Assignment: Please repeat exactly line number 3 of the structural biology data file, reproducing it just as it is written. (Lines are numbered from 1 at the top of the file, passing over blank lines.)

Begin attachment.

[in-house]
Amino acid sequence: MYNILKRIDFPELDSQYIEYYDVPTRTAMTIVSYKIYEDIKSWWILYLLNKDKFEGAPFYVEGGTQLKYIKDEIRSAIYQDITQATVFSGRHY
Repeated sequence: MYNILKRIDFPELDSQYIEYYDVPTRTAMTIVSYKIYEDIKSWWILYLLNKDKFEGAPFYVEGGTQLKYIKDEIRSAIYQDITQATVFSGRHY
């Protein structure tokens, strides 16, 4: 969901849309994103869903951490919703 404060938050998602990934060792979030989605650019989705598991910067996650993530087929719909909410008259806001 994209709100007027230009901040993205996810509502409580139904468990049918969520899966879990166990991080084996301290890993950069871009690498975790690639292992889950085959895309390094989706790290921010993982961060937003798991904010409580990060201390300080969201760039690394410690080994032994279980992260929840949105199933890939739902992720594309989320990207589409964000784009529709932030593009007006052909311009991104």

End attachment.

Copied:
Repeated sequence: MYNILKRIDFPELDSQYIEYYDVPTRTAMTIVSYKIYEDIKSWWILYLLNKDKFEGAPFYVEGGTQLKYIKDEIRSAIYQDITQATVFSGRHY